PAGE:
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5.9: Monitoring your Raspberry Pi

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    Monitoring Clock Frequency, Voltage and Temperature

    Using the vcgencmd command we can get some useful information about our Raspberry Pis.

    Open Terminal and type the following commands:

    vcgencmd measure_clock core
    vcgencmd measure_volts core
    vcgencmd measure_temp

    The output should look close to this one:

    Figure \(\PageIndex{1}\): Sample output

    According to Raspberry Pi Documentation, the official operating CPU temperature limit is 85°C. When the core temperature reaches 80°C you will see a warning icon with a half-filled thermometer.

    Figure \(\PageIndex{2}\): This icon indicates temperatures between 80°C and 85°C

    At this point various frequencies and sometimes voltages used on the chip (ARM*, GPU**) are reduced. It is necessary to reduce the amount of heat generated and keep the CPU temperature down.

    If the CPU temperature reaches 85°C the ARM cores and the GPU will be throttled back. You will see another warning icon - a fully filled thermometer.

    Figure \(\PageIndex{3}\): This icon indicates temperatures of 85°C and higher


    Using get_throttled Command

    Now let’s look at another parameter we need. In your terminal type the following command and hit enter

    vcgencmd get_throttled

    You should see something like this (the numbers you get might be different)

    Figure \(\PageIndex{4}\): get_throttled command and output


    But what does this mean? Let's check Raspberry Pi Documentation where we can find this information.

    Table \(\PageIndex{1}\): Bit Pattern
    Bit Meaning
    0 Under-voltage detected
    1 Arm frequency capped
    2 Currently throttled
    3 Soft temperature limit active
    16 Under-voltage has occurred
    17 Arm frequency capping has occurred
    18 Throttling has occurred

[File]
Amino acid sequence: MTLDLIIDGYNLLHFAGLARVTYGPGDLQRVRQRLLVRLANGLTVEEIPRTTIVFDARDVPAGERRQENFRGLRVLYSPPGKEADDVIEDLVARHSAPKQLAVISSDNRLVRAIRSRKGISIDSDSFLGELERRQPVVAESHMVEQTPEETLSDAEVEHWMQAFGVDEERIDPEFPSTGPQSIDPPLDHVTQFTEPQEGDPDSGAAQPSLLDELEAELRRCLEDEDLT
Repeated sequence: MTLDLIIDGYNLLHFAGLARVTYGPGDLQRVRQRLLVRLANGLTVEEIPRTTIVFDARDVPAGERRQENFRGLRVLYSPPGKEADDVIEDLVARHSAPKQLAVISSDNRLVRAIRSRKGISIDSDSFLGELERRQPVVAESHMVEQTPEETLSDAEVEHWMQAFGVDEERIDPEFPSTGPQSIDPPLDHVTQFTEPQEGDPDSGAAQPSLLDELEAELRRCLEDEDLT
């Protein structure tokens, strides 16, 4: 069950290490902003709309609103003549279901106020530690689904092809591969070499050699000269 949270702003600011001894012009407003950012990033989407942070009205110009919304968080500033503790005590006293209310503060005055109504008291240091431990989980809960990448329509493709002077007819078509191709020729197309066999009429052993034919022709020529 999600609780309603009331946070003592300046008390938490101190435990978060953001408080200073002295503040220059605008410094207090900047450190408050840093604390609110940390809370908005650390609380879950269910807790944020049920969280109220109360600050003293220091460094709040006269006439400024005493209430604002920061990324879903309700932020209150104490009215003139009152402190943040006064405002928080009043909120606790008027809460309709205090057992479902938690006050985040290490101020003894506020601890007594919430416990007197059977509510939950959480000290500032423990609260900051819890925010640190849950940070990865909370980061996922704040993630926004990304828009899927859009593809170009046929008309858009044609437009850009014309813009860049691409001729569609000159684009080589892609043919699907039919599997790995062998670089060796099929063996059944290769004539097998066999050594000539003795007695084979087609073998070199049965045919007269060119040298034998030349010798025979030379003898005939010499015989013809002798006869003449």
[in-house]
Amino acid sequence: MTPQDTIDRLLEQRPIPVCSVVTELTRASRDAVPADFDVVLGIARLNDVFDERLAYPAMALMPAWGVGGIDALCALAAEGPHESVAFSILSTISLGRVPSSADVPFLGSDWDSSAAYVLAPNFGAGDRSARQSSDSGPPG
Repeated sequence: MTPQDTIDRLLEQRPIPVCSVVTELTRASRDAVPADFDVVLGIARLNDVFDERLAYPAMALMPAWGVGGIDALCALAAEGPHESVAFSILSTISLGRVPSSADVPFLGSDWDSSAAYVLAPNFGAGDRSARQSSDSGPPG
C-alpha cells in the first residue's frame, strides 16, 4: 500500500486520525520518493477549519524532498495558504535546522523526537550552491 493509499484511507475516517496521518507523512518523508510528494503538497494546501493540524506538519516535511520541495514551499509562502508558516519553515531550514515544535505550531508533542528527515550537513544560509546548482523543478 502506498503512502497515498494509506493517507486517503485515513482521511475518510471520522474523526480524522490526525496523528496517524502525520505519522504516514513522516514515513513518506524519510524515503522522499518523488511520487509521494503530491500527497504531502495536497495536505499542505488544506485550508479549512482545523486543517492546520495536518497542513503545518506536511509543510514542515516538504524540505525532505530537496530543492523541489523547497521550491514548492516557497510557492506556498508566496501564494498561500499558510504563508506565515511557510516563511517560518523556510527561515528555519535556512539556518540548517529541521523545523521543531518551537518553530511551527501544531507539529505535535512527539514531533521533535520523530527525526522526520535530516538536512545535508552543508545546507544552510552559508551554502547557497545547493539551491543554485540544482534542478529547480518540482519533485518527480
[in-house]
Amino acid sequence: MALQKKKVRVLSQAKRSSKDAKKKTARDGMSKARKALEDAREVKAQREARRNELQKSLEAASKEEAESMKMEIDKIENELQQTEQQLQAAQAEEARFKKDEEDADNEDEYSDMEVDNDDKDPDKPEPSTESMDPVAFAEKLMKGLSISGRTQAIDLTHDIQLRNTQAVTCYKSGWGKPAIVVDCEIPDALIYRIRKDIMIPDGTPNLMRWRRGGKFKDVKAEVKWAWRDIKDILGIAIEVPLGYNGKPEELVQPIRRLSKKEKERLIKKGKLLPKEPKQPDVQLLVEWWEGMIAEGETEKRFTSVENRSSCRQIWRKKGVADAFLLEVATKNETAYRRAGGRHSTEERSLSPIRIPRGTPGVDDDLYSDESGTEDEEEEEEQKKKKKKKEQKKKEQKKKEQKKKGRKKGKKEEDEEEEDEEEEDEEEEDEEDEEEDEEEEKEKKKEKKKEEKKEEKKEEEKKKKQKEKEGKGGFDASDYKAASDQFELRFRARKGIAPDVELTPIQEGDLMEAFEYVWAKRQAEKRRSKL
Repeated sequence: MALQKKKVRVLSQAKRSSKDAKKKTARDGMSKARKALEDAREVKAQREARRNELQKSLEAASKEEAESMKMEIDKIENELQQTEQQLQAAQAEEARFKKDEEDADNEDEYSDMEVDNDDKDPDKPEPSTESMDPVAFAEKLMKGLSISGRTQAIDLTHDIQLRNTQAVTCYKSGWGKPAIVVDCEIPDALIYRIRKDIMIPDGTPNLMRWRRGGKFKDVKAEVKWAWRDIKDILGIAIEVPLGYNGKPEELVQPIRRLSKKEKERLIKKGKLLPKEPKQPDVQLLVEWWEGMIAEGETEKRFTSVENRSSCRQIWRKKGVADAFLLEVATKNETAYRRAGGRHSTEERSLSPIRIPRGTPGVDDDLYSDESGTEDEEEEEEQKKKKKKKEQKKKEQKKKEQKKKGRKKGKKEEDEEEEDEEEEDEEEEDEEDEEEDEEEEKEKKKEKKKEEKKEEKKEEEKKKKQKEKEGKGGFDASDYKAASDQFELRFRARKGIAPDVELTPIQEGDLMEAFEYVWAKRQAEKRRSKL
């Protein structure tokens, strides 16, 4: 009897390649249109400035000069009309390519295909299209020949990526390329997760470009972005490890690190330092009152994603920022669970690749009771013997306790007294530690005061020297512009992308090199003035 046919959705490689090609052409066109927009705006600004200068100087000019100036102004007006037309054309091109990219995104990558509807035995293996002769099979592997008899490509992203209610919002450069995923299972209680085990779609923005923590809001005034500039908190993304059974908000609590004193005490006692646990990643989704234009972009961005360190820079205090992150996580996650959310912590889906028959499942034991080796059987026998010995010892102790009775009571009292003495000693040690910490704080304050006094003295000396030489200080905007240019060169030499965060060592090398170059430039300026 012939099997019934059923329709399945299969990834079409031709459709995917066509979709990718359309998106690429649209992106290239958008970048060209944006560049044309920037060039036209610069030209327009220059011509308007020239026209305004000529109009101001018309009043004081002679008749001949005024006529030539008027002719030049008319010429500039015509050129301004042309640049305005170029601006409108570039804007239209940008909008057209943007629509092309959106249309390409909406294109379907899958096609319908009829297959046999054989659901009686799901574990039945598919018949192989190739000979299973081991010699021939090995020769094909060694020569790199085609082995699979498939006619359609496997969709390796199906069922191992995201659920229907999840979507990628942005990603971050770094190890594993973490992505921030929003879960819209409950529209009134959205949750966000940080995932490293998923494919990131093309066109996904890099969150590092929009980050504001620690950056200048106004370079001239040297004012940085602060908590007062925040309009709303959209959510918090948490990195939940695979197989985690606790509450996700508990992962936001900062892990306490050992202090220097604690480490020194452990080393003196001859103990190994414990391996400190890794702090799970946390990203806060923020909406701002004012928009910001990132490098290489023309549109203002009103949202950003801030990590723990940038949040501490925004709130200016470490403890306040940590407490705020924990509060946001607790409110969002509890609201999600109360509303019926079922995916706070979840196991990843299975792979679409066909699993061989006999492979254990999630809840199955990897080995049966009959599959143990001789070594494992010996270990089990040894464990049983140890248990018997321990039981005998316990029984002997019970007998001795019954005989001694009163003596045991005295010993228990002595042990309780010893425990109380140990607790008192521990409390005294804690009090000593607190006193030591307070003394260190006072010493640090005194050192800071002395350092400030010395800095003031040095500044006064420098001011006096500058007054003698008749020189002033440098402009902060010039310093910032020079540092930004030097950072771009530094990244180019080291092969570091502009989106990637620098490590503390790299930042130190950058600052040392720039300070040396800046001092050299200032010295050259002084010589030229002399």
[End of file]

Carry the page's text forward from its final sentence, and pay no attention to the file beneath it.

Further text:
19 Soft temperature limit has occurred

    It helped some, but it is still not clear what those numbers mean and how to use this table. We need to look deeper. We are going to use Python to convert this value to an integer (it is a string by default) and then to a binary number.

    1. Open Thonny

    2. Convert the string you have to an integer

    a=int('0x80000', 16) # base set to 16 for hexadecimal
    print ('a =',a)

     In this code 16 is a base we need to use to let Python know that it is a hexadecimal. You can also set the base to 0 and let Python figure it out based on the 0x in the number.

    b=int('0x80000', 0) # base set to 0 for Python to figure it out
    print ('b =',b)

    Both numbers will be the same, so you can choose which way is more convenient for you. We will use the first example.

    3. Now it’s time to convert the number we have to a binary number. Here is the full code:

    a=int('0x80000', 16)
    print ('a =',a)
    binary = bin(a)
    print(a, '=', binary)


    4. The output will differ depending on the original value, but here is the output for our example:

    Figure \(\PageIndex{5}\): Binary number

    To interpret this value we need to number the bits. Remember that numbering starts with zero and goes right to left (ignore 0b):

    Figure \(\PageIndex{6}\): Number the bits

    It is clear now that bit 19 is set (1 means on, 0 means off), which according to Table 1 indicates that Soft Temperature Limit has occurred at some point. The bits chart below was found in one of the Raspberry Pi firmware commit comment on GitHub. It illustrates the meaning of each bit and might be easier to use.

    Figure \(\PageIndex{7}\): Bits Chart

    Soft Temperature Limit was introduced for the Raspberry Pi 3B+ Model. When the temperature reaches 60°C (default Soft Temperature Limit) the clock speed goes from 1.4GHz to 1.2GHz and the operating voltage is also reduced slightly. It is necessary to reduce the rate at which the temperature is increasing. Basically, you are trading a shorter period at 1.4GHz for a longer period at 1.2GHz. This gives you more time before the Raspberry Pi reaches the hard limit of 85°C.


    *ARM - Advanced RISC Machine.

    **GPU - Graphics Processing Unit. 

    Contributors and Attributions

    • Elena Lisitsyna 

    5.9: Monitoring your Raspberry Pi is shared under a not declared license and was authored, remixed, and/or curated by LibreTexts.

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